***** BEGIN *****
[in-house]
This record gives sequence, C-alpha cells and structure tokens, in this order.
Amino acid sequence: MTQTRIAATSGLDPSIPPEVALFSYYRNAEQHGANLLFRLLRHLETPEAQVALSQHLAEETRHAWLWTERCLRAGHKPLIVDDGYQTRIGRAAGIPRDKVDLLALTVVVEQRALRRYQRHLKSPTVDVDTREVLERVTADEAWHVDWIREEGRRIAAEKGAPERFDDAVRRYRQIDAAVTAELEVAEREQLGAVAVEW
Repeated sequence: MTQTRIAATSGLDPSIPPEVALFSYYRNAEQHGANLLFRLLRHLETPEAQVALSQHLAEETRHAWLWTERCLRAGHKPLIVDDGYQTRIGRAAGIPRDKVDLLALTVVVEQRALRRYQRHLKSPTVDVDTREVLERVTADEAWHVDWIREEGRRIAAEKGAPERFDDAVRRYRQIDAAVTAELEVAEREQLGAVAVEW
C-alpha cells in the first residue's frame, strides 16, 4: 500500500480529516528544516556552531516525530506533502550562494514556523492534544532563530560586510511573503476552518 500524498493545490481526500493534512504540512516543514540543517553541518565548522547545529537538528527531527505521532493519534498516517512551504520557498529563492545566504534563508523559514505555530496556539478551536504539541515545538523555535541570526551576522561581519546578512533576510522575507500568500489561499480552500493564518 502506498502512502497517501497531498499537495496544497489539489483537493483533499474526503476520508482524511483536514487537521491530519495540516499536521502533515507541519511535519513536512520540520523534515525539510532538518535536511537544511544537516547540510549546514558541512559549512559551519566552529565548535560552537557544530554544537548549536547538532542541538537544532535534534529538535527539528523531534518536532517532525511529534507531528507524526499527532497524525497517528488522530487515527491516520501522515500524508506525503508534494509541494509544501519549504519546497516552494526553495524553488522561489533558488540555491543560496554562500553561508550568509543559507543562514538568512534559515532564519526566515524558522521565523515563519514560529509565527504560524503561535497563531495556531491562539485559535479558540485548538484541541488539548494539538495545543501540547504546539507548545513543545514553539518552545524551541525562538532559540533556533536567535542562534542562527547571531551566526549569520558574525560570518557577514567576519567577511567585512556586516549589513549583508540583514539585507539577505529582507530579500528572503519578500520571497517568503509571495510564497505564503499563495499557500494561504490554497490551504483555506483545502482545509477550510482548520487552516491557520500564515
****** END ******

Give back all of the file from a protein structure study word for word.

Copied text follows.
[in-house]
This record gives sequence, C-alpha cells and structure tokens, in this order.
Amino acid sequence: MTQTRIAATSGLDPSIPPEVALFSYYRNAEQHGANLLFRLLRHLETPEAQVALSQHLAEETRHAWLWTERCLRAGHKPLIVDDGYQTRIGRAAGIPRDKVDLLALTVVVEQRALRRYQRHLKSPTVDVDTREVLERVTADEAWHVDWIREEGRRIAAEKGAPERFDDAVRRYRQIDAAVTAELEVAEREQLGAVAVEW
Repeated sequence: MTQTRIAATSGLDPSIPPEVALFSYYRNAEQHGANLLFRLLRHLETPEAQVALSQHLAEETRHAWLWTERCLRAGHKPLIVDDGYQTRIGRAAGIPRDKVDLLALTVVVEQRALRRYQRHLKSPTVDVDTREVLERVTADEAWHVDWIREEGRRIAAEKGAPERFDDAVRRYRQIDAAVTAELEVAEREQLGAVAVEW
C-alpha cells in the first residue's frame, strides 16, 4: 500500500480529516528544516556552531516525530506533502550562494514556523492534544532563530560586510511573503476552518 500524498493545490481526500493534512504540512516543514540543517553541518565548522547545529537538528527531527505521532493519534498516517512551504520557498529563492545566504534563508523559514505555530496556539478551536504539541515545538523555535541570526551576522561581519546578512533576510522575507500568500489561499480552500493564518 502506498502512502497517501497531498499537495496544497489539489483537493483533499474526503476520508482524511483536514487537521491530519495540516499536521502533515507541519511535519513536512520540520523534515525539510532538518535536511537544511544537516547540510549546514558541512559549512559551519566552529565548535560552537557544530554544537548549536547538532542541538537544532535534534529538535527539528523531534518536532517532525511529534507531528507524526499527532497524525497517528488522530487515527491516520501522515500524508506525503508534494509541494509544501519549504519546497516552494526553495524553488522561489533558488540555491543560496554562500553561508550568509543559507543562514538568512534559515532564519526566515524558522521565523515563519514560529509565527504560524503561535497563531495556531491562539485559535479558540485548538484541541488539548494539538495545543501540547504546539507548545513543545514553539518552545524551541525562538532559540533556533536567535542562534542562527547571531551566526549569520558574525560570518557577514567576519567577511567585512556586516549589513549583508540583514539585507539577505529582507530579500528572503519578500520571497517568503509571495510564497505564503499563495499557500494561504490554497490551504483555506483545502482545509477550510482548520487552516491557520500564515